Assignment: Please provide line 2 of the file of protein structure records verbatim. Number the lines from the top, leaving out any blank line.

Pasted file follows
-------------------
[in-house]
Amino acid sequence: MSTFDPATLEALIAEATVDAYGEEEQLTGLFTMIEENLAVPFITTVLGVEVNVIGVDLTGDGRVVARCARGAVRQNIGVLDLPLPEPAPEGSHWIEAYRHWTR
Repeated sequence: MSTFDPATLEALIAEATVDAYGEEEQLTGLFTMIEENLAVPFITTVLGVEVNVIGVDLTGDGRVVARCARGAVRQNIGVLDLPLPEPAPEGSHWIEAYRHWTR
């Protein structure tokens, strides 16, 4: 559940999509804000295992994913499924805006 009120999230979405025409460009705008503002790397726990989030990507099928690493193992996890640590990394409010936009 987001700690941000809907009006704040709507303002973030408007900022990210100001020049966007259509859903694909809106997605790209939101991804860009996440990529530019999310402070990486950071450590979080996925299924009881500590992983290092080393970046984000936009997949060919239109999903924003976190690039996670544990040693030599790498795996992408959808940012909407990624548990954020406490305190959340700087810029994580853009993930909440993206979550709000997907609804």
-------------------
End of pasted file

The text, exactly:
Amino acid sequence: MSTFDPATLEALIAEATVDAYGEEEQLTGLFTMIEENLAVPFITTVLGVEVNVIGVDLTGDGRVVARCARGAVRQNIGVLDLPLPEPAPEGSHWIEAYRHWTR